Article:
DNA was isolated using standard commercial kit (Qiagen blood kit, Chartsworth, USA) according to the manufacturer’s instructions. After quantification and dilution of the DNA, the region corresponding to the intron 2 and part of exon 3 of the goat GDF8 gene was amplified by polymerase chain reaction (PCR) using the following primer pairs; MSTNstartF (5’-CCCTCCCTTTACTGTCATCC-3’) and MSTNEstopR (5’- TCA TGA GCA CCC ACA GCG GTC -3’). Each 25 μL PCR reaction contained 50 ng of sample DNA, 0.4 μM of each primer, 1X PCR buffer (10 mMTris-HCl, pH 8.0, 50 mM KCl), 2.0 mM MgCl2, 0.2 mM of each dNTP and 1 U of Taq DNA polymerase (Invitrogen). Amplification reactions were carried out in a thermal cycler (Applied BioSystems), with 5 min denaturation at 94˚C, 34 cycles of denaturation at 94˚C for 45 sec, annealing at 62˚C for 45 sec and extension at 72˚C for 1 min, and a final extension at 72˚C for 5 min. The PCR products were stored at 4C and then detected by gel electrophoresis using 1% agarose gel. A total of 65 samples were successfully amplified; Pare (n = 11), Sonjo (n = 5), Blended (n = 20) and Boer (n = 29). The resulting 700 bp fragments were purified and sequenced with an automated sequencer (Applied Biosystems 3130).

Statistical analysis

The amplified fragment spanned a region from 1898 to 2276 bases including parts of intron 2 and exon 3. The resulting sequences were aligned using Mega V7 and the consensus sequences obtained were compared with the MSTN GenBank caprine sequences (DQ167575) and single nucleotide substitutions were identified. The SAS software (SAS Institute, Cary, NC, USA) was also used to analyse the differences in growth performance between goat populations. A Linear model was established with effects of population, sex and year of birth as shown below.

Yijk = μ + Pi +Sj+Tk +e ijkl where Yijk = Phenotypic observations (Birth weight, weaning weight, yearling weight), μ = overall mean, Pi = effect of population (Pare, Sonjo and Boer), Sj = effect of sex (Male and Female), Tk = effect of year (2010, 2011, 2012 and 2013), eijkl = random error. It was not possible to assess the association between genotypes of the MSTN gene and growth performance as no polymorphisms was detected in the gene from the three populations on which growth data were recorded.


Results and discussion

Polymorphism of the MSTN locus in the goat strains/breed studied

Parts of intron 2 and exon 3 of goat MSTN gene (AY032689) were sequenced. The sequenced region from 65 goat samples was 631 bp long. Results show that the MSTN gene in the goat populations studied is highly conserved. Only one singleton polymorphic site T298C was detected in Boer goat population but in the rest of the individuals from other populations the MSTN gene was monomorphic. Table 1 shows the genotype and allele frequencies in the different populations. Two alleles, T and C were detected in Boer goats with frequencies of 0.98 and 0.02, respectively, and two genotypes TT and TC with frequency of 0.97 and 0.03, respectively. Allele T was fixed in the Blended, Pare and Sonjo populations.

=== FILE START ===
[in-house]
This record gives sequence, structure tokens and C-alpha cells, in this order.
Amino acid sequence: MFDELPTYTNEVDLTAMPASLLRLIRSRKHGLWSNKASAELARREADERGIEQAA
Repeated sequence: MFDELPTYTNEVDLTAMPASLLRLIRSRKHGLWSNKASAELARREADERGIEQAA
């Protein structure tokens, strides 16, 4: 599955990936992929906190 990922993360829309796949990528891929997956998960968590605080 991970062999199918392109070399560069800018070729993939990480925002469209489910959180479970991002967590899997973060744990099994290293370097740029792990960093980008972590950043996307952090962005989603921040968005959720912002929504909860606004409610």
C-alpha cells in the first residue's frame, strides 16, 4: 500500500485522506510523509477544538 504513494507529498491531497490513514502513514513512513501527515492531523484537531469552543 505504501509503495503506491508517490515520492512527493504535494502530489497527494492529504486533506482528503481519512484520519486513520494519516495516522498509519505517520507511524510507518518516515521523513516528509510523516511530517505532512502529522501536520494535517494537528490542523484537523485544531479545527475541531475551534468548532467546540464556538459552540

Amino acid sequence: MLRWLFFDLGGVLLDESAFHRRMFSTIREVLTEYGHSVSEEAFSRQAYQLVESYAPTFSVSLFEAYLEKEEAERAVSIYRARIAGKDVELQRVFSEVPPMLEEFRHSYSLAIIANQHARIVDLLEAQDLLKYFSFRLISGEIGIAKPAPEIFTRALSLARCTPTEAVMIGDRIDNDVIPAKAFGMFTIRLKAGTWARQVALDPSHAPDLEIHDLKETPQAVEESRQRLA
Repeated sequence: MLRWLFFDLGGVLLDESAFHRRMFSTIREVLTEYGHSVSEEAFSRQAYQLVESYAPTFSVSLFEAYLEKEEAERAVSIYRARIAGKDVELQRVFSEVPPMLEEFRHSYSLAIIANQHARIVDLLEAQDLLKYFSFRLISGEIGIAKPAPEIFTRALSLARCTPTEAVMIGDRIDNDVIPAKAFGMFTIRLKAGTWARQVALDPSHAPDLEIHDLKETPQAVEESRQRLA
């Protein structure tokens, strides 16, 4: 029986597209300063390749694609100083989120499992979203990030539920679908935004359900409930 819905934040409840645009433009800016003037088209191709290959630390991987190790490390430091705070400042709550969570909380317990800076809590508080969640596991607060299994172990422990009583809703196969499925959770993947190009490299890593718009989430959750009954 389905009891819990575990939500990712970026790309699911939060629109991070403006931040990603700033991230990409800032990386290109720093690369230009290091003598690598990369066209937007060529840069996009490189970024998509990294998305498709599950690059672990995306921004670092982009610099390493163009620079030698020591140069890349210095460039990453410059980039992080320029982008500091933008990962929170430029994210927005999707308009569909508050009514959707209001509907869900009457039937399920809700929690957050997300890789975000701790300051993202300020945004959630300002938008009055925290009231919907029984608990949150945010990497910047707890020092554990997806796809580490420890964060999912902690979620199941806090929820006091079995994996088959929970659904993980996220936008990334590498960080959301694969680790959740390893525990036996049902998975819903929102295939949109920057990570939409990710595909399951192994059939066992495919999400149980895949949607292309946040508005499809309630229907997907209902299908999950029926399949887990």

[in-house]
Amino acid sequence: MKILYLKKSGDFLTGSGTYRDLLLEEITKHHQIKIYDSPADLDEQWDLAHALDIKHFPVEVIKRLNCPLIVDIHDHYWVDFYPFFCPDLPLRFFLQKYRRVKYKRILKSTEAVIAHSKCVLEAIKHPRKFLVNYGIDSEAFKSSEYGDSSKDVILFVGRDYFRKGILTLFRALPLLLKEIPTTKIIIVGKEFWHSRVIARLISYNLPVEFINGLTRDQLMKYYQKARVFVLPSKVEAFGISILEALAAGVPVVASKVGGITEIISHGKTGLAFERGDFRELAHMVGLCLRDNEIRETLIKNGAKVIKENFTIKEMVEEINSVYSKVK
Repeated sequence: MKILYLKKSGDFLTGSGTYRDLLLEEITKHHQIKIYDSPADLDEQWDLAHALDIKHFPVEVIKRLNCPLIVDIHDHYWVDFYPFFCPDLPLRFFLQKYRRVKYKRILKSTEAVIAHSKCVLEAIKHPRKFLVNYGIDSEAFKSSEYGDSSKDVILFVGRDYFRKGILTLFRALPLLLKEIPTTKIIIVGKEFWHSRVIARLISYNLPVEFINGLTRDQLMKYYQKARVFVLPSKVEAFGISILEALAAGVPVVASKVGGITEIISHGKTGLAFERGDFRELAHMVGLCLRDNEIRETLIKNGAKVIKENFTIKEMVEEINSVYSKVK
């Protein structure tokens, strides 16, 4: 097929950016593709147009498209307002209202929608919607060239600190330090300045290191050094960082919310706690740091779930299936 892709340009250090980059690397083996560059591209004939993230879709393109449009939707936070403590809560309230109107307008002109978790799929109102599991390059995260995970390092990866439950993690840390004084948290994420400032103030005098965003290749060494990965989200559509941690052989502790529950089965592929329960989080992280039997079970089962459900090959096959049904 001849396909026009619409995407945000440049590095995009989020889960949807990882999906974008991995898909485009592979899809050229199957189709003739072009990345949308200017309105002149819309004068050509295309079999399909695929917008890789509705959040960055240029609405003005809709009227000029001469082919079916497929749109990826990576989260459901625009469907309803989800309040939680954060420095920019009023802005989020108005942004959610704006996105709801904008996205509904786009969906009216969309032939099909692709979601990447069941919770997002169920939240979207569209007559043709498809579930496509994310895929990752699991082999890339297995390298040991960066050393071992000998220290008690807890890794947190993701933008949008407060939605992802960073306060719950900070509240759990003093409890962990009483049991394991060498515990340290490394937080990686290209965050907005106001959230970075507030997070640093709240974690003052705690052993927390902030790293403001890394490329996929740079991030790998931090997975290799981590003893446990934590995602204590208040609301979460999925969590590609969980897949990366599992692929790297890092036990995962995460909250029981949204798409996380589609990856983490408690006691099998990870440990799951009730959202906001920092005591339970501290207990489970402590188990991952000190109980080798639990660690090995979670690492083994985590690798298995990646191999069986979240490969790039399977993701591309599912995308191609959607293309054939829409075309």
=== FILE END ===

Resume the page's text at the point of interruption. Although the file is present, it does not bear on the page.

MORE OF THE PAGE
Table 1. Allelic and Genotypic frequencies of the alleles and genotypes, respectively, detected at the MSTN locus in the four goat populations

Population

Allelic frequency

Genotypic frequency

T

C

TT

TC

Blended

1

0

1

0

Pare

1

0

1

0

Sonjo

1

0

1

0

Boer

0.98

0.02

0.97

0.03

Different studies have detected different number of polymorphic sites within the same regions of the MSTN gene. Seven polymorphic sites have been reported in intron 2 in Chinese goats (Li et al., 2006). Sequencing of all the exons of the MSTN gene revealed three nucleotide changes in Chinese (Tay et al 2004) and Indian goat breeds (Singh et al 2014). Digestion of MSTN fragments with restriction enzymes also found the presence of different genotypes in Saudi and Egyptian goat breeds (Alakilli et al 2012). However, Ahad et al (2016), reported no polymorphisms in exon 3 of theMSTN gene. Inconsistency in genetic polymorphisms of the MSTN gene has also been observed by many authors in different sheep breeds (Li et al 2006; Dehnavi et al 2012; Mahrous et al 2014 and Ahad et al 2016). According to Dehnavi et al (2012), the inconsistency in results from different studies may be attributed to breed differences, population and sampling size, mating strategies, geographical position effect, and frequency distribution of genetic variants. Lack of genetic variability for the MSTN gene in the Pare, Sonjo and Blended goats in this study may be due to the fact that the MSTN gene is conserved as these goat populations are closely related. Also the lack of variation at the MSTN locus may probably be due to mating strategies used. Animals used in the present study came from a research station where few sires are used for breeding thereby increasing the possibility of inbreeding to occur and fixing the few alleles that would otherwise be variable. Dehnavi et al (2012) pointed out that the use of few sires for breeding and small effective population size are the reason for high inbreeding level and consequently low heterozygosity.